Unconditionally cared for
By those who share our broken hearts

The table is set and our glasses are full
Though pieces go missing, may we still feel whole
We’ll build new traditions in place of the old
‘Cause life without revision will silence our souls

So let the bells keep on ringing
Making angels in the snow
May the melody surround us
When the cracks begin to show

Like the petals in our pockets
May we remember who we are
Unconditionally cared for
By those who share our broken hearts

As gentle as feathers, the snow piles high
Our world gets rewritten and retraced every time
Like fresh plates and clean slates, our future is white
New year’s resolutions will reset tonight

Let our bells keep on ringing
Making angels in the snow
May the melody disarm us
When the cracks begin to show

Like the petals in our pockets
May we remember who we are
Unconditionally cared for
By those who share our broken hearts

Chris Reid

Christmas Card

My kids are hugging and laughing on our family Christmas card this year. Based on the card, friends will see that I have picture perfect kids. They will see that happy moment. That picture is not our life though. It is a glimpse. It is a snapshot. It is a time when things were good. People won’t really know our story by looking at this Christmas photo. They won’t see the argument over what to wear or how to stand that day. They also won’t see the days in May when our house was in an uproar or the long night we had full of tears in October. They will just see that one, captured moment when there was joy, and be uninformed of all the turmoil that surrounded it.

This makes me think about the trials in our lives. When we are in the middle of a crisis, they are all we see. We lose focus of all the blessings that came before and all God has in store for us to come after. Just like that happy Christmas photo is not the “whole picture”, neither are our trials. God does not want us to find our identity in life’s struggles. Our hard times are just that, a time, a glimpse, a moment, a snapshot and one scene in a much greater story.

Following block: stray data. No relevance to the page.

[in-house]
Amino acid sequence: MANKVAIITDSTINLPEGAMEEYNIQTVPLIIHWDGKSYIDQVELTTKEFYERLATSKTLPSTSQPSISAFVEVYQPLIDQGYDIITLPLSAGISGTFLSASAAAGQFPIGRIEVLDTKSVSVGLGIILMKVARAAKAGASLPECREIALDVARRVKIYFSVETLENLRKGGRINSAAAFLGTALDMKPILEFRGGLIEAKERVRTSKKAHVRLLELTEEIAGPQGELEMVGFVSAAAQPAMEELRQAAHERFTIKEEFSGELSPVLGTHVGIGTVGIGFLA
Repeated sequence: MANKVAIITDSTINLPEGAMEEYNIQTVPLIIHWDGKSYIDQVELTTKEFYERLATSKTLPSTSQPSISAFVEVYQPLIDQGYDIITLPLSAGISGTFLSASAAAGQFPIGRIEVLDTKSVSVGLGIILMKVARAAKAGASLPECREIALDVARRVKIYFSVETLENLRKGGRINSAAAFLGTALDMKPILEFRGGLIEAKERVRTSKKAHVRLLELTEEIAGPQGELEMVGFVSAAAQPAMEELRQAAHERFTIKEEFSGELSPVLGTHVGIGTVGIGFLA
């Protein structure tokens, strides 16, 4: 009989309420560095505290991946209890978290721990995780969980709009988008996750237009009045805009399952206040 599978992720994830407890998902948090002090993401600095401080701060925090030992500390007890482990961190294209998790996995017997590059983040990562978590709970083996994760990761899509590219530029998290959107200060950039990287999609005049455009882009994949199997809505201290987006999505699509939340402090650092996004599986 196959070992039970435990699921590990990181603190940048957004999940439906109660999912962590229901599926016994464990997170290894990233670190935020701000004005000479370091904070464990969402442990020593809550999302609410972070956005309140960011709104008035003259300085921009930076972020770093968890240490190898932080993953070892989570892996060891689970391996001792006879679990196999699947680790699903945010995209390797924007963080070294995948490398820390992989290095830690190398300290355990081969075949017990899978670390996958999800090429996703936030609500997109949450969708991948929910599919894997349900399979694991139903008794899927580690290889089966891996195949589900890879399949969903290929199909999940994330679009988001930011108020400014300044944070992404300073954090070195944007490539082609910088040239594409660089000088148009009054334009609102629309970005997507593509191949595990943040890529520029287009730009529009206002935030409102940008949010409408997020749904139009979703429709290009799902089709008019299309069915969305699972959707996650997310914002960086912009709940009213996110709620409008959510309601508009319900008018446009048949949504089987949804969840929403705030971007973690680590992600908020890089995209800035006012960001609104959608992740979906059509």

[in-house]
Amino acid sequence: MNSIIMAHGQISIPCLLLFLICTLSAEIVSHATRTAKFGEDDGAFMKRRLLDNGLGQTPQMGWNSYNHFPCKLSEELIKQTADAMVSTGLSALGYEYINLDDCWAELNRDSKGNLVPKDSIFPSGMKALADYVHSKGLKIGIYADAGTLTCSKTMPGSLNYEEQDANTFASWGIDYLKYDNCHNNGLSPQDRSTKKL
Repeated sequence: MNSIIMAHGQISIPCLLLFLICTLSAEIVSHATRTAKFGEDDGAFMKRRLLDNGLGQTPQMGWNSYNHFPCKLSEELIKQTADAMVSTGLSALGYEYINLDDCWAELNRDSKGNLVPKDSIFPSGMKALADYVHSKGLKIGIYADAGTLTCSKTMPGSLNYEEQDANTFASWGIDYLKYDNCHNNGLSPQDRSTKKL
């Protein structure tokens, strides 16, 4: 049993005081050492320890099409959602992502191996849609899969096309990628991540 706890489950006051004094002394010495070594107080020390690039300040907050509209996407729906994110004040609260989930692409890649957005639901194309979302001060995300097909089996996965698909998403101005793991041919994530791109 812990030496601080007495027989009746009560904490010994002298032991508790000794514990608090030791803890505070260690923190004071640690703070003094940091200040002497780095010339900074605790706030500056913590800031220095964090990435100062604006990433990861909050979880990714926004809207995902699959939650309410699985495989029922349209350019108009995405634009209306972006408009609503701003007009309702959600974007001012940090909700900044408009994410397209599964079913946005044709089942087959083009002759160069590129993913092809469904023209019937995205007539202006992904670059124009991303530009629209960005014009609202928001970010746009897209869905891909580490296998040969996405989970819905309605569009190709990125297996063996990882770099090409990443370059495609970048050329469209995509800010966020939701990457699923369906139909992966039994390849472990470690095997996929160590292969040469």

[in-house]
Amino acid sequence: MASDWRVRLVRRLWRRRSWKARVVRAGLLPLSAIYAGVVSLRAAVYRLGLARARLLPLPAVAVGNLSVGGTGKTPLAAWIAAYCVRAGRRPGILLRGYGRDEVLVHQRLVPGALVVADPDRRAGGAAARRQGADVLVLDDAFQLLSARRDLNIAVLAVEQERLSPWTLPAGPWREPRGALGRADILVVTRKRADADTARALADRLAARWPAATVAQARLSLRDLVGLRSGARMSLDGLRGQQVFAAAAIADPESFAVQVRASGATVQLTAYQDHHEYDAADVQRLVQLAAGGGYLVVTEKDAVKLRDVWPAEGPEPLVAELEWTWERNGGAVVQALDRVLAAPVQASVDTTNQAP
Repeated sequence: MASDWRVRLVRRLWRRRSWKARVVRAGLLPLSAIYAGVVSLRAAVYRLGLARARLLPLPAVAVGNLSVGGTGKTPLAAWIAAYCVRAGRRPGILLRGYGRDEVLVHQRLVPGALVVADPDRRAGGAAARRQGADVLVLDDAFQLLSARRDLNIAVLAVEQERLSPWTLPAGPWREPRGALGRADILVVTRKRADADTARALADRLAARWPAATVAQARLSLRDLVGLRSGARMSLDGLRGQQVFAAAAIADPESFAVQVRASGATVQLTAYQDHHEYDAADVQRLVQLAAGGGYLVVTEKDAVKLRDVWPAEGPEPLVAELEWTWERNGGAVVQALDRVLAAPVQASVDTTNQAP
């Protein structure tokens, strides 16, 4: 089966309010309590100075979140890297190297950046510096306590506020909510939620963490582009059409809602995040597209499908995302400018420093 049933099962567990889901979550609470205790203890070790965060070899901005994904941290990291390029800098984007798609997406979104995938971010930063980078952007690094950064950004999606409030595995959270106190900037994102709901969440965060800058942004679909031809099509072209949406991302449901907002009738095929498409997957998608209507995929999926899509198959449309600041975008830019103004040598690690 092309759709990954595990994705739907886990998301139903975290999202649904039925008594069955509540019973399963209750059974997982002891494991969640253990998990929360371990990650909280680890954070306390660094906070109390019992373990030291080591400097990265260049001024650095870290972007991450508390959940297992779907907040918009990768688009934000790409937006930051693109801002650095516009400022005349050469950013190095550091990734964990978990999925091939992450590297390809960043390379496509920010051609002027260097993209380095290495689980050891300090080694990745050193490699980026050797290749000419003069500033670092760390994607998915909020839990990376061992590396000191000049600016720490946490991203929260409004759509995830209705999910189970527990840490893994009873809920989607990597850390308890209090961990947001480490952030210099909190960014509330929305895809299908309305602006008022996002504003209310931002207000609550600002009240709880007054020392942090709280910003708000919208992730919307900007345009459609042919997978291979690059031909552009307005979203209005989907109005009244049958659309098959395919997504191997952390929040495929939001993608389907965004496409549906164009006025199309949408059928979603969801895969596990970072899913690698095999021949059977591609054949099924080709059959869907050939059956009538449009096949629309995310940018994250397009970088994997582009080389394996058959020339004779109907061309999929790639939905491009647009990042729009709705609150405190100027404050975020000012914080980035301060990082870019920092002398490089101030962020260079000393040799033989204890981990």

When we are in the midst of a crisis, we can’t let it define us. Doing that would be as inaccurate as letting that photo define my family. As you look at those beautiful Christmas photos this year, let them be a reminder that as you face hardships in 2014, those too are just snapshots in a much bigger picture that God is in control of.

Tonya Cherry

Stories to Tell


Every family uniquely expresses their story in their customs and culture. I was fortunate to have grown up having both sets of my grandparents within a two-hour drive from the city of Atlanta, both of whom have very different values. Being so close made juggling different family obligations and expectations incredibly difficult. To help ease the tension my parents devised a system. As a family we would spend Christmas Eve with my dads parents in Cobb County, which was about 40 minutes away from our house in Decatur. That part of my family is massive, with over 25 people at any given gathering. As a family we decided long ago to forgo normal gift protocol to instead exchange white elephant gifts. The stories that came out of those exchanges still make me laugh to this day. Christmas day was almost always spent at my mom and dads house. There we would exchange gifts as a family waiting, and watching every child open their gifts with excitement. Afterword’s my mom and dad cooked an amazing feast for the family. The day after Christmas wewould load up our car and head to my moms parents home in Columbus, Georgia. Those were always sweet times for my family. My moms parents house was filled with the warm and inviting smells of homemade fudge, Christmas Cookies and other awesome treats that my grandmother put together for us. Inside their house was also this manger scene that was built by my great grandfather in Germany. This manger had an almost magnetic effect on us as children, because there was just something so beautiful about it. These are some of the best memories I have of Christmas growing up, and the stories came from us being together as a family. It’s been almost 10 years since I lived anywhere close to my parents and grandparents and in that time, Becky and I have started our own traditions taken from the best of both families. As our kids get older those stories and customs will undoubtedly change again, and yet one thing never changes.